From Tax to Imprisonment: Hemp’s Path to Narcotic Status

Narcotic Status during Single Convention on Narcotic Drugs

United Nations' Early Opinion on Cannabis

During the 1950s, the United Nations Commission on Narcotic Drugs researched and monitored the medical use of cannabis. In 1961, the Single Convention on Narcotic Drugs,

 “obliged Parties to place cannabis under strict controls to prevent its abuse.” 

This included industrial hemp.

In 1968, the United Nations Economic and Social Council came to an agreement that,

“the traffic in and abuse of cannabis remains serious in many areas where it has long been encountered, and…appears to be spreading to areas where it has not heretofore been encountered…”

The Commission on Narcotic Drugs recommended that,

“all countries concerned increase their efforts to eradicate the abuse of and illicit traffic in cannabis and further recommends that Governments should promote research and advance additional medical and sociological information regarding cannabis…”

All of these regulations against Cannabis sativa included the use of viable industrial hemp seed and industrial hemp extract, of which had been used to produce fiber, industrial oils and non-addictive medicine prior to 1937. In addition, the recommendation of Governments to promote research was not truly adopted by the U.S..

Some research was performed but it was extremely limited. Since 1970 most cannabis research funds were used to prove its negative side effects as opposed to understanding the crops functions and attributes.

1937 – 1970

U.S. Bureau of Narcotics regulates hemp

Bureau reports to U.S. Department of Treasury

Penalty for use: Tax

Penalty is a revenue stream and benefit to society

1970 – 2014

Drug Enforcement Agency (DEA) regulates hemp

DEA reports to U.S. Department of Justice

Penalty for use: Felony or Misdemeanor, Imprisonment

Penalty is an expense and a cost to society

Shift in Controlling U.S. Powers

Beyond the recommendation from the Commission on Narcotic Drugs, in 1968 the U.S. Bureau of Narcotic which had operated under the Department of Treasury since inception (in 1930) transferred its operations to the Department of Justice. Cannabis, including industrial hemp and other narcotics, were no longer seen as a tax revenue stream, but instead an incriminating disturbance in society costing tax payers billions over the next decades to come.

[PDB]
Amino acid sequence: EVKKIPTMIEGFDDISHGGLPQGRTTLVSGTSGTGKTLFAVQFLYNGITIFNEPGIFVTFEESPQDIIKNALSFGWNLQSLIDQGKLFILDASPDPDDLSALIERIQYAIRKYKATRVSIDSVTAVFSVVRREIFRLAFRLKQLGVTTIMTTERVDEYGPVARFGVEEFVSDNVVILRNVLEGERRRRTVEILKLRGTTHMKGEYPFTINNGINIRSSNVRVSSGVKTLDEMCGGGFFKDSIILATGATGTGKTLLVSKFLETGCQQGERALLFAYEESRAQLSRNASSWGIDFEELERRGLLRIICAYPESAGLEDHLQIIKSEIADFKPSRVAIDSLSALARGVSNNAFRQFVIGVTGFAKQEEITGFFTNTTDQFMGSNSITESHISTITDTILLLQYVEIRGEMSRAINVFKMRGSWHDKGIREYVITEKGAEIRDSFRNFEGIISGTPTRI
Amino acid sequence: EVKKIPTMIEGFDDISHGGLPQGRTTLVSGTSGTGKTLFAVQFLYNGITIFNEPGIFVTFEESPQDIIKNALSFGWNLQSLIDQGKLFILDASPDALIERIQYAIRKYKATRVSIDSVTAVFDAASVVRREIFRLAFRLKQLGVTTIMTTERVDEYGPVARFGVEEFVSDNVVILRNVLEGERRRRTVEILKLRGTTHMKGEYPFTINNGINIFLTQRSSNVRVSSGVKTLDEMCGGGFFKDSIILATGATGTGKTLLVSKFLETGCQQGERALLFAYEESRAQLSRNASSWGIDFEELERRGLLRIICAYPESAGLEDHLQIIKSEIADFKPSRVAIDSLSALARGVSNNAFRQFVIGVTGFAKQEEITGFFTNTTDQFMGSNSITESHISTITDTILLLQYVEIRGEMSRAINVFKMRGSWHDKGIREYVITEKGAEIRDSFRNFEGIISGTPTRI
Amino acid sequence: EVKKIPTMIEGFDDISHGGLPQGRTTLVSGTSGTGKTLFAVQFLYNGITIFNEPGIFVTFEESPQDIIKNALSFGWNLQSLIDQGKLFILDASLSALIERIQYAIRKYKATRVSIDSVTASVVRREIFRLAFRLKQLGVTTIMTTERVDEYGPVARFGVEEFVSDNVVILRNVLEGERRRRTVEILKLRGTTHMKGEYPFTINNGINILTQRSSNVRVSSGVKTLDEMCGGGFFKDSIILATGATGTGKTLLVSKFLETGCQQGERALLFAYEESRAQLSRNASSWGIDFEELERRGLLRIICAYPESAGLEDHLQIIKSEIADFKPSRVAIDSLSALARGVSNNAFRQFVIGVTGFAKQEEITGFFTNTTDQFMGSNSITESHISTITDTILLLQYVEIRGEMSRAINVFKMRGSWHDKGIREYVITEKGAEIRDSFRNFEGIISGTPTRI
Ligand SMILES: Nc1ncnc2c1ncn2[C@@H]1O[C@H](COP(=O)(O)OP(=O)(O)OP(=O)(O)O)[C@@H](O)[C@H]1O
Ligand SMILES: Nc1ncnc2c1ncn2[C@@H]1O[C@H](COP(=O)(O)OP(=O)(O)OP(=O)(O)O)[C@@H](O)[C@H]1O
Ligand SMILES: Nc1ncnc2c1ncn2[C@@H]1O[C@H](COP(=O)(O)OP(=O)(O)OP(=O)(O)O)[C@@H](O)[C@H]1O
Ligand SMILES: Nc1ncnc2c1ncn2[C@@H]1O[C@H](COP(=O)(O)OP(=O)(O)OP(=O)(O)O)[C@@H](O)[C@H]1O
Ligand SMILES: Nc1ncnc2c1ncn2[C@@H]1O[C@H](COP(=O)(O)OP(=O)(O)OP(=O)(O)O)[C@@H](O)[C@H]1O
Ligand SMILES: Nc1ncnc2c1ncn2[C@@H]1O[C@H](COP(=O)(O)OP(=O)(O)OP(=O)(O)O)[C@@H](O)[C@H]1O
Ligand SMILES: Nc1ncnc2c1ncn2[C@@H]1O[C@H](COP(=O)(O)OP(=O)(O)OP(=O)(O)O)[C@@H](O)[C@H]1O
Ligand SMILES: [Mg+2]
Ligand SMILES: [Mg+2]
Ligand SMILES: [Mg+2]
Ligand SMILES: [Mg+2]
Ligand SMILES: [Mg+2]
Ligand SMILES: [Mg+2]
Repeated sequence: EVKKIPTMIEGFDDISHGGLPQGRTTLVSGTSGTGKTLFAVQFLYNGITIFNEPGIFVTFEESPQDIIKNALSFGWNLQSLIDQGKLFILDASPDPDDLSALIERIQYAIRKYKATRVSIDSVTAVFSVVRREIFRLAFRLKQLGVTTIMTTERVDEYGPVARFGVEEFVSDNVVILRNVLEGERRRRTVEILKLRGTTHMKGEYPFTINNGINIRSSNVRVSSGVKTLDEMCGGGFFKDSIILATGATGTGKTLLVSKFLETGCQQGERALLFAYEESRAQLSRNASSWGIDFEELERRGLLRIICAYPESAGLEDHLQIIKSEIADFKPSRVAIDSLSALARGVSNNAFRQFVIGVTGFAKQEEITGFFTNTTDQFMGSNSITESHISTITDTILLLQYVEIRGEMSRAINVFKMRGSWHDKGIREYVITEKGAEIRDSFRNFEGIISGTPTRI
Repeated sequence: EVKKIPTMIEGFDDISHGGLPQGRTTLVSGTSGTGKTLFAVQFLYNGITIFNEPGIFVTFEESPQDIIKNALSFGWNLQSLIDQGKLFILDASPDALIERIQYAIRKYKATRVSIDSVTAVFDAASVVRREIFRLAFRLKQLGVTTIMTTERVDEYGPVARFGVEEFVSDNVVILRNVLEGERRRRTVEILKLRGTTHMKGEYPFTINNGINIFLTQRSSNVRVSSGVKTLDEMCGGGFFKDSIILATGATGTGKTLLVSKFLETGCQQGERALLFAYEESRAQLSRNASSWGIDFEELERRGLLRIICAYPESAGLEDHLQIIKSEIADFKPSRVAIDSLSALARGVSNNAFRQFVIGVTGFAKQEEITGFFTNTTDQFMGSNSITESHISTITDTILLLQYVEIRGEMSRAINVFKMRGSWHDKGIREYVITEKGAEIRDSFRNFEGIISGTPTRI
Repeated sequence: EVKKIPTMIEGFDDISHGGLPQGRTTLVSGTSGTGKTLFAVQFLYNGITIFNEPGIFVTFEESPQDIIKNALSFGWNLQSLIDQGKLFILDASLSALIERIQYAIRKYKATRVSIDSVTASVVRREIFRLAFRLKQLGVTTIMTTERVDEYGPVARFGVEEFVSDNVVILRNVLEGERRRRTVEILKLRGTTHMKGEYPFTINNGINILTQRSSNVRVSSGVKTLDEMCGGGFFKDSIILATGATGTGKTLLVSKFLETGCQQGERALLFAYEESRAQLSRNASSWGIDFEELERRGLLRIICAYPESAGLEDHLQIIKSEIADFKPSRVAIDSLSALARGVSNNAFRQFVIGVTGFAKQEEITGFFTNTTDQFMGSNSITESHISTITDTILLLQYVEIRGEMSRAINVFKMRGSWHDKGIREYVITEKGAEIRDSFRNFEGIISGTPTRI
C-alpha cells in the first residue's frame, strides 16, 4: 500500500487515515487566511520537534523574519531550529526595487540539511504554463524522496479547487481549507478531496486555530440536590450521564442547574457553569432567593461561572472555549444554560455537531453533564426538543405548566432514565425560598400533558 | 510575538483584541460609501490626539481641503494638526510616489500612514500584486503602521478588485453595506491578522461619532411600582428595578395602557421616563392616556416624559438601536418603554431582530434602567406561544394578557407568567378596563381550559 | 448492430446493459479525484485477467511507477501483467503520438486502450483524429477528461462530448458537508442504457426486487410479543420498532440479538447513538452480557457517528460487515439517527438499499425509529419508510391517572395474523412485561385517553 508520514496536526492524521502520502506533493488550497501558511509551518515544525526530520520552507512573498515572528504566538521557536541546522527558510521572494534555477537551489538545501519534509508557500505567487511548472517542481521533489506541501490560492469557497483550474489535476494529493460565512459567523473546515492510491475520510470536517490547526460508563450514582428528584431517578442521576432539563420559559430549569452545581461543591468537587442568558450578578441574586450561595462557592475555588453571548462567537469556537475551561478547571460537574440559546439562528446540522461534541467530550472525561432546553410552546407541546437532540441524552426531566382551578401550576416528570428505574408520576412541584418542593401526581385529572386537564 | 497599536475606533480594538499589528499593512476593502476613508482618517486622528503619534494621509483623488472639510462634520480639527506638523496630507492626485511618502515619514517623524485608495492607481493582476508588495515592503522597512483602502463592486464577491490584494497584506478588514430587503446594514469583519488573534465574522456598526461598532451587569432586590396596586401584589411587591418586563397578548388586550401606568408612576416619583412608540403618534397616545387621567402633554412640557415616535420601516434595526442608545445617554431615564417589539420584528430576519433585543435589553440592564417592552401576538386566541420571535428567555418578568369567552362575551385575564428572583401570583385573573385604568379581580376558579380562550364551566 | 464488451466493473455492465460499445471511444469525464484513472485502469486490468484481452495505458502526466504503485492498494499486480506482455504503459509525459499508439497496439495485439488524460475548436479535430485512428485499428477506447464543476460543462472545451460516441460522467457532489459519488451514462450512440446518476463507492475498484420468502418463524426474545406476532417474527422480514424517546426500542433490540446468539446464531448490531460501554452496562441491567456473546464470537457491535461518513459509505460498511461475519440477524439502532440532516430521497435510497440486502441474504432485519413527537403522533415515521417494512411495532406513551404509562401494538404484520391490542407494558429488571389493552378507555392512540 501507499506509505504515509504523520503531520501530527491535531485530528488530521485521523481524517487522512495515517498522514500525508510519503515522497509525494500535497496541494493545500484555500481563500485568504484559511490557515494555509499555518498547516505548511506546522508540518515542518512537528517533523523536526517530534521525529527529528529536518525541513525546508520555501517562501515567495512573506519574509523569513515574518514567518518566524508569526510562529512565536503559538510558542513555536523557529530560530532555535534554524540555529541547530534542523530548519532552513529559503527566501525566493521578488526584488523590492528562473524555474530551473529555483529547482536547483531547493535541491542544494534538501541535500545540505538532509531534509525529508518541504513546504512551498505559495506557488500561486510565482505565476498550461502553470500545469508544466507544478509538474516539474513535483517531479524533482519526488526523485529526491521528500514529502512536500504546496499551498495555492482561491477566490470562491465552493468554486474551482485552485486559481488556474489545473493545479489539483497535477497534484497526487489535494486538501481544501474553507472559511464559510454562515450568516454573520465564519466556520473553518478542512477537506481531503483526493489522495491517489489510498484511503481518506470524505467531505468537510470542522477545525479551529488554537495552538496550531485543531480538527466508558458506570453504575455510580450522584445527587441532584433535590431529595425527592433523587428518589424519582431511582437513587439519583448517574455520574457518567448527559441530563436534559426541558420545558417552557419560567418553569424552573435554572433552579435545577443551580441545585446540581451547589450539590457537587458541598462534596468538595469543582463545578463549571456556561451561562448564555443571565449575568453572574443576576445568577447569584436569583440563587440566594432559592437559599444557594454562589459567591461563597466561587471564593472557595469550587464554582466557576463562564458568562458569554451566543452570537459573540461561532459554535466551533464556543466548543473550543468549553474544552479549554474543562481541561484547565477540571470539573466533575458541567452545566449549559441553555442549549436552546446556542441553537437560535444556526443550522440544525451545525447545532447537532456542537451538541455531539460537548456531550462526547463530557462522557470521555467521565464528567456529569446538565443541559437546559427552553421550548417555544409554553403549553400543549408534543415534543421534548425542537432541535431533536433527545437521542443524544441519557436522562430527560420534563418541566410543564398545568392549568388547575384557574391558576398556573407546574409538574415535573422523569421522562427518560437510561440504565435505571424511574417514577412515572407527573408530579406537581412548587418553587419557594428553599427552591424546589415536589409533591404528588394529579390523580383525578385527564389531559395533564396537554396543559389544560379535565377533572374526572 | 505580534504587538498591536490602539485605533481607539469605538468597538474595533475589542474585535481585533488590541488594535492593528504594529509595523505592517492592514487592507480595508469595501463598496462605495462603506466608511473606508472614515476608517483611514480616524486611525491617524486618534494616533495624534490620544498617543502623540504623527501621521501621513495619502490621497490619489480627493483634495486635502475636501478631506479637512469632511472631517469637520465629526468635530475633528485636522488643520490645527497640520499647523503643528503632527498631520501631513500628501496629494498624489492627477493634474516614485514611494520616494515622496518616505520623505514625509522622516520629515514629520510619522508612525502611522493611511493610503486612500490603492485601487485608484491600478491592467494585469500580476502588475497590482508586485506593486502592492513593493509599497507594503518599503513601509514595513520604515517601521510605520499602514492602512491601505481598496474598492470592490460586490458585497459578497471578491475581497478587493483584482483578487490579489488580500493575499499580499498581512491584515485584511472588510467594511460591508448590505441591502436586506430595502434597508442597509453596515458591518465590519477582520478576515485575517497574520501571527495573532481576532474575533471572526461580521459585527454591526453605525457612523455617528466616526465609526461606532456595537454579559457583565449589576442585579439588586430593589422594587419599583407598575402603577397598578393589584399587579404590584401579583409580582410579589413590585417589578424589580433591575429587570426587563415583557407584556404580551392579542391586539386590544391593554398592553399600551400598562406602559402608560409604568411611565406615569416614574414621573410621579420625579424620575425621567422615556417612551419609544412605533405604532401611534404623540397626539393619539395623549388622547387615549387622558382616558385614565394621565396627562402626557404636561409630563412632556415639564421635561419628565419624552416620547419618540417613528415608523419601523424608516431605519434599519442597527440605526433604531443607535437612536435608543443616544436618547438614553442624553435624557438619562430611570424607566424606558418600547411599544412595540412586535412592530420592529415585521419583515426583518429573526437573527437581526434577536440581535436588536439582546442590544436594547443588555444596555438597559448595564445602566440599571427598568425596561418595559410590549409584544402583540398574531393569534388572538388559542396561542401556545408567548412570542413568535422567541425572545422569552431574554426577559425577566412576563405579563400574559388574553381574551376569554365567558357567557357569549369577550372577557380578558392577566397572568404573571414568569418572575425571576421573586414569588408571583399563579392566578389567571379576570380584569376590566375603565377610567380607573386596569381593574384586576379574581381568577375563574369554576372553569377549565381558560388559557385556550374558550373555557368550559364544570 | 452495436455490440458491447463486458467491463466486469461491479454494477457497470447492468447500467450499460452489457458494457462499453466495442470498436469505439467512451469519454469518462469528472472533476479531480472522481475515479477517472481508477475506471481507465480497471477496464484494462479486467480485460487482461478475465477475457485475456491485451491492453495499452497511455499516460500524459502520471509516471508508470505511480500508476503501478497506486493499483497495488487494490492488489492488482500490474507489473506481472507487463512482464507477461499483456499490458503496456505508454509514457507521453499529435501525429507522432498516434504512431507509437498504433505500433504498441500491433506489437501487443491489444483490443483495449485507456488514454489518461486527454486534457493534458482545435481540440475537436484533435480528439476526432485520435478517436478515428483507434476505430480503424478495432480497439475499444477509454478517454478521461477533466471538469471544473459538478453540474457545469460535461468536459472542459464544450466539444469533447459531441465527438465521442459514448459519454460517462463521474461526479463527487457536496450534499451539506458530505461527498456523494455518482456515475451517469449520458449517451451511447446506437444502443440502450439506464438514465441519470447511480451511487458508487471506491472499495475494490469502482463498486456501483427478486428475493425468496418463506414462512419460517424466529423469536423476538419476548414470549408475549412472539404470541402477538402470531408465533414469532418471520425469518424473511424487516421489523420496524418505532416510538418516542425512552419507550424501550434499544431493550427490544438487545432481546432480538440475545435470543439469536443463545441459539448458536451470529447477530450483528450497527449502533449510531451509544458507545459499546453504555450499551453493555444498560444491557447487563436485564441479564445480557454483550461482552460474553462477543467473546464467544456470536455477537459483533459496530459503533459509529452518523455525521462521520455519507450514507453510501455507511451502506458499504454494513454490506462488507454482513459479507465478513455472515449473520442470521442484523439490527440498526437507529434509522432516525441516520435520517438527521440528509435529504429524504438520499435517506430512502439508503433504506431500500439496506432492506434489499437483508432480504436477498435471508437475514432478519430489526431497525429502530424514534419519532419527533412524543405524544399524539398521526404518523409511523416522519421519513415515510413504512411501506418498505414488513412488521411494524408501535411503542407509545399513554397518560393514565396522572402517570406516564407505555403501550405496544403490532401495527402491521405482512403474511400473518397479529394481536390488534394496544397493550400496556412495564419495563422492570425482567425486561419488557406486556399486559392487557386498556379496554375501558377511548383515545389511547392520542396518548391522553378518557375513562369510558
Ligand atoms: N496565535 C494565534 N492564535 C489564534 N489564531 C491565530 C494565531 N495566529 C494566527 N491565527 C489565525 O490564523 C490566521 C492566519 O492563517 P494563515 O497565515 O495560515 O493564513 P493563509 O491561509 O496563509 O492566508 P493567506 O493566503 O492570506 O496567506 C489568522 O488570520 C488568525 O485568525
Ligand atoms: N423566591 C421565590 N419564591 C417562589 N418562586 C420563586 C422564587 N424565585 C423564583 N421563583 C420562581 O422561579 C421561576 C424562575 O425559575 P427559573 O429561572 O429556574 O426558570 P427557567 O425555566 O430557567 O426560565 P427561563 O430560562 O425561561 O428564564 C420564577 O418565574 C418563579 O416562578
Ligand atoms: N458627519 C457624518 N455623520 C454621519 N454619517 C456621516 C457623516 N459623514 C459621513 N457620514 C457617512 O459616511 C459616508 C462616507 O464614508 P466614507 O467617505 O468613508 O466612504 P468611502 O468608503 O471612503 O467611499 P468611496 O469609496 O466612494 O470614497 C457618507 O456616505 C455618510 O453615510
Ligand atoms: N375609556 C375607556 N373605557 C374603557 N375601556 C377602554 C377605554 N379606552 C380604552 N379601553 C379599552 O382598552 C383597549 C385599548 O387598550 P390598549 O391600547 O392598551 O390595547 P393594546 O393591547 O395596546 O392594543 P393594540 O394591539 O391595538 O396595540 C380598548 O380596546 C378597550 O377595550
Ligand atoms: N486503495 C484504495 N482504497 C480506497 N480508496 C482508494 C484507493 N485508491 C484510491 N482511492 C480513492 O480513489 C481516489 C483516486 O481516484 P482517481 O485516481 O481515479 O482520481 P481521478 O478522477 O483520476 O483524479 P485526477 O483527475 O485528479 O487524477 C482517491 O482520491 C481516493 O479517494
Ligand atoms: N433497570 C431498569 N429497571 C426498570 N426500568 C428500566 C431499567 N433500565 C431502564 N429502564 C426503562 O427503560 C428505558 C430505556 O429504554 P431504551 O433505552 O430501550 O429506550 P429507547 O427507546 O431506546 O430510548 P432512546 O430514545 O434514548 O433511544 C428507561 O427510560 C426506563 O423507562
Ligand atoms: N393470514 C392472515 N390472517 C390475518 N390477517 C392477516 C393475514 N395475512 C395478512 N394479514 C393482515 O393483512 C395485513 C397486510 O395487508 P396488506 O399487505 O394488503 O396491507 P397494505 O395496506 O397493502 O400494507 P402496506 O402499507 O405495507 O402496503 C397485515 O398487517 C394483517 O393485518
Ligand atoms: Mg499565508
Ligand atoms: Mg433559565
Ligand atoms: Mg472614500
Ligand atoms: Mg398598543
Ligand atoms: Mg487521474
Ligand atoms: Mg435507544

By 1970, the U.S. Bureau of Narcotics became the Drug Enforcement Agency (DEA) and under the Department of Justice launched the Controlled Substance Act (CSA). The CSA continued to regulate viable industrial hemp seed as a Class I Drug and subject to felony if caught in possession. Still today the Act considers industrial hemp as dangerous as heroin and more dangerous than highly addictive opiates like cocaine and other synthetic opioids.

Regulation Outside the U.S.

The Misuse Drugs Act of 1971 banned cannabis cultivation (and industrial hemp production) in the United Kingdom and its territories; however, cannabis sits with opiates in Class B and is considered less dangerous than heroin.

Russia, China, and Eastern European countries never regulated industrial hemp as equivalent to marijuana. Instead the countries are the some of the world’s top global producers of industrial hemp agricultural materials.

These nations import a majority of their finished hemp products to the largest hemp consuming nation, the United States.

U.S. Policy

Obama signs 2014 Farm Bill

On February 7th, 2014, President Obama signed the 2014 Farm Bill. This Bill opened hemp regulation, allowing states with proper hemp legislation to legally grow at pilot scale and for research purposes in universities and State departments of agriculture.

The 2015 and 2016 Omnibus Bills (aka Federal Spending Bill) both offered strategic language that protects the Hemp Pilot Program from the DEA. These bills offer support that prevents the DEA from using federal funds to block research developments and interstate commerce.

Even though the Farm Bill is a federal law that protects licensed hemp growers and processors, there are still issues because technically hemp is also still regulated under the Controlled Substance Act.

The battle is not yet won, but hemp shall be victorious.

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